... a 1999 article by John C. Willke, former president of the National Right to Life Committee, headlined, "Assault Rape Pregnancies Are Rare." First, Willke argues that rape statistics are uncertain, because while some women don't report rapes, others "pregnant from consensual intercourse, have later claimed rape." Secondly, he continues, when women are actually raped, the trauma upsets their endocrine system in a way that prevents pregnancy. "To get and stay pregnant a woman's body must produce a very sophisticated mix of hormones. Hormone production is controlled by a part of the brain that is easily influenced by emotions. There's no greater emotional trauma that can be experienced by a woman than an assault rape."
Political gain made from the ludicrous remarks around rape by Republicans keeps distracting from the key issue: legislating the shaming of women and continuing to allow the devastating tools of silence and judgment to dominate society's reaction to a woman's articulation of rape -- both of which perpetuate rape culture. I then think of how little focus there is on the consequences of a pregnancy via rape and how society supports and deals with the woman and the child who was conceived.On CNN back in August 2012, Shauna R. Prewitt a lawyer in Chicago and the author of Giving Birth to a 'Rapist's Child': A Discussion and Analysis of the Limited Legal Protections Afforded to Women Who Become Mothers Through Rape, was interviewed about a letter she had written. In it she describes being raped at 21 and then discovering she was pregnant, dealing with the conflicting emotions due to the pregnancy and finally giving birth to a baby girl who is now 7. In the letter, Prewitt reveals her rapist: " ... filed for sole custody." Prewitt adds she learned:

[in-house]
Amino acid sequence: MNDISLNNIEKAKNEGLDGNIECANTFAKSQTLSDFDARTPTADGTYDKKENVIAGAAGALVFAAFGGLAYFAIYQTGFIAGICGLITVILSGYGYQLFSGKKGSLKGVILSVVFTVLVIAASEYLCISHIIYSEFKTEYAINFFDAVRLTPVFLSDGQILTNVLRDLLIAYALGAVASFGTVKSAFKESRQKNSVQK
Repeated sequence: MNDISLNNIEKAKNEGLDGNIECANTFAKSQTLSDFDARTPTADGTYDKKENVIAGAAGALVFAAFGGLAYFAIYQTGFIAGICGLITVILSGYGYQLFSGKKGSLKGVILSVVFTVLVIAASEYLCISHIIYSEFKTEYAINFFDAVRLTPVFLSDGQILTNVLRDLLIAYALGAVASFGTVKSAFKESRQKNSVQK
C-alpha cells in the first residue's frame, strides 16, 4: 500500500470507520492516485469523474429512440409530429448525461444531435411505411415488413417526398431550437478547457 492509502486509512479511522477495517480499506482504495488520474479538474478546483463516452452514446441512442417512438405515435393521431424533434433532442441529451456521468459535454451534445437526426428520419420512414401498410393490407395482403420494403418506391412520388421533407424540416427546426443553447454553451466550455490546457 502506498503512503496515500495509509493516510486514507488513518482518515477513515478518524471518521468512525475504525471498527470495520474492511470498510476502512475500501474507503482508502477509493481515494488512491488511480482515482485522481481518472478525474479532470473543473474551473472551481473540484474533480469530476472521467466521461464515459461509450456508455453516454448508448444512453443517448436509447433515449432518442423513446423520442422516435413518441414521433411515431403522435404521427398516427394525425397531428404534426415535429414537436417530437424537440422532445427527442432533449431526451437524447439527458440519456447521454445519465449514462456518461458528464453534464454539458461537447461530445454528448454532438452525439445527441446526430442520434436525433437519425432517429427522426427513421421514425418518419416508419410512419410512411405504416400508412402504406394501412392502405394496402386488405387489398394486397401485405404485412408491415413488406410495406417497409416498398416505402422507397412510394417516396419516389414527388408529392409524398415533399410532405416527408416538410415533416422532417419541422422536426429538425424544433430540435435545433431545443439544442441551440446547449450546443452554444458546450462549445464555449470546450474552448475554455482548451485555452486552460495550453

... in the vast majority of states -- 31 -- men who father through rape are able to assert the same custody and visitation rights to their children that other fathers enjoy. When no law prohibits a rapist from exercising these rights, a woman may feel forced to bargain away her legal rights to a criminal trial in exchange for the rapist dropping the bid to have access to her child.In other words, a woman may trade justice for herself as a rape survivor as a means to guard against access to the child on the part of the rapist. Is that choice? It is the consequence of a society that seeks to legislate and interfere with a woman's body but has given far less thought to the behaviors, actions and reactions of men. So, the choice for women in those 31 states becomes this: justice or access? Plus, of the 19 states that do have laws dealing with the custody of children conceived by rape, 13 require proof of rape conviction in order to waive the alleged rapist's parental rights. Only 9 out of every 100 rapes are prosecuted and only 5 of those lead to a felony conviction.